Happy Halloween!

Happy Halloween!

I’m not dressing up this year, but I do have on black and orange. ๐Ÿ™‚

I just wanted to share one of all-time favorite Stevie Wonder songs. My dad used to pop this on the record player and sing it with me. I wonder if it was a ploy to make sure I wasn’t a liar, lol. That and getting dropkicked by my mom when I actually did tell a lie or two as a child because I was scared to tell her the truth (and her beatdown speeches consisted of “You wouldn’t have gotten this whipping if you had told me the truth–this one is for lying to me”) prevented me from picking up that nasty habit. Thank goodness for that! Because lying is so unnecessary to me. But that’s a whole other post for a different day.

I actually wanted to talk a little about how supportive my parents are. I’m definitely who I am because of the way they raised me. Much appreciated since I love who I am! ๐Ÿ™‚

So anyway, if you haven’t already figured out what the song is, here it goes!!

Unexpected Blessings

Unexpected Blessings

Yesterday, I had an appointment for an herbal body wrap at Hadiya Wellness. I’ve never been there, and although I was excited about trying the wrap for the first time, I woke up not feeling my best. I didn’t feel well physically or emotionally. But I’m a fighter, so I pushed on and made my way to East Atlanta with a large sprite in hand to try to settle my stomach.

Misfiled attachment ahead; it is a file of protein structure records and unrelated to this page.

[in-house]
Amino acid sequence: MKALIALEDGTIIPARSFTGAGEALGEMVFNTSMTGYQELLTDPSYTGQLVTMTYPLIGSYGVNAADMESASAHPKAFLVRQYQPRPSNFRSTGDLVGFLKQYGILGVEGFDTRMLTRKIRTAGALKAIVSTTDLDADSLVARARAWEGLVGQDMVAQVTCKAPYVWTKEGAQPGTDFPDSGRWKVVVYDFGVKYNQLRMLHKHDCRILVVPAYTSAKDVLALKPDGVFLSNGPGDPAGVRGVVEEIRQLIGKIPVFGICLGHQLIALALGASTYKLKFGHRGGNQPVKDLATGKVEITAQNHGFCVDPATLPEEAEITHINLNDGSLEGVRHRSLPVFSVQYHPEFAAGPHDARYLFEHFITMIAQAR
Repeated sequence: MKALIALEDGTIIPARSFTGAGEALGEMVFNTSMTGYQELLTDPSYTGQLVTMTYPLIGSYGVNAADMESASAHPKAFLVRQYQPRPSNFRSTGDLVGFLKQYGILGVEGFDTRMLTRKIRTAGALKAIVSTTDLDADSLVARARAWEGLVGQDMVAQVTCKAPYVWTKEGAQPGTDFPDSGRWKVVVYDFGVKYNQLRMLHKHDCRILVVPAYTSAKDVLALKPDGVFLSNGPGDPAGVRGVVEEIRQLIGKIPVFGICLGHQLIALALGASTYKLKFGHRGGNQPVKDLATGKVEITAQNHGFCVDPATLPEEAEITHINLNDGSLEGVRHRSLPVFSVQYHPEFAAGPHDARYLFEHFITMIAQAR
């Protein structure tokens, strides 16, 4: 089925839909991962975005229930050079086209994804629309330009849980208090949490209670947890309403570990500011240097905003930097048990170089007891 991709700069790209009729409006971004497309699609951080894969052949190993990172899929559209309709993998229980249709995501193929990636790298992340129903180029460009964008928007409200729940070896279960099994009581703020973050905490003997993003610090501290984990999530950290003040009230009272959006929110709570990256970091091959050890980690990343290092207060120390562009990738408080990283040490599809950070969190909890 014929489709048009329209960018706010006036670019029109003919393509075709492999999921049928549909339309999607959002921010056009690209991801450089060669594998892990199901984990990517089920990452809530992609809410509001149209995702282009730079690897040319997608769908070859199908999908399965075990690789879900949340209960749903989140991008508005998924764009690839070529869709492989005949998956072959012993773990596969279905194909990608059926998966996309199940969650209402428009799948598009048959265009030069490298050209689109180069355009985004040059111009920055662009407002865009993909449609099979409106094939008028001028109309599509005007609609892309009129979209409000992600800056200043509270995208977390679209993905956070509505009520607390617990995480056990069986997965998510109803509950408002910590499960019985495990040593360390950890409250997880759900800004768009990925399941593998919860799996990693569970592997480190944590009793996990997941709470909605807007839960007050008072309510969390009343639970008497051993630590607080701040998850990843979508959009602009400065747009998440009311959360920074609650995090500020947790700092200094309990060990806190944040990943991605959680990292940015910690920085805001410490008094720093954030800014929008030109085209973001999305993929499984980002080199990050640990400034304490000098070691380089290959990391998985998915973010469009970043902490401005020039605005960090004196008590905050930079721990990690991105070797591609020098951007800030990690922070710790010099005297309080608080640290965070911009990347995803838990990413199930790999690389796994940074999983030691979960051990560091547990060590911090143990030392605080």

He Ain't Heavy by Gilbert Young

You know how sometimes all it takes is for a friend to say “Are you ok?” for you to completely lose your cool? Well, I hadn’t talked to a friend that morning, so I felt like I had myself pretty together. I could fake the funk in the few minutes of chatting you do with a service provider before they get to doing whatever it is they’re about to do, right? Wrong. I signed in and stepped into my designated room. A lady, who turned out to be Asha, the director of Hadiya, greeted me then said “Are you ok?” and I said “Oh I’m ok besides that I don’t feel all that well.” So she asked what was going on and I told her, and she said well, we can do the appointment if you want, but you don’t have to–we can reschedule to when you feel better. Then she led me over to the seating area in the room and sat with me and said “what else is going on? you can talk to me. you seem like you’re overwhelmed and just need to let it out. go ahead.” And I immediately started crying. It’s amazing how God will put you exactly where you need to be. I didn’t know this woman from Eve, and she sat with me for however long when she didn’t have to, allowing me to express myself and find some relief. When I couldn’t talk because of my tears, she basically told me how I felt and all I had to do was nod. It was kinda crazy, but it felt good to hear that someone understood how I felt. She gave me some words of affirmation and assured me that I’d be ok. Then she pulled out the lavender oil, brought in a foot massager, dimmed the lights, and let me sit in the room alone and just meditate and think about how good God has been and will continue to be.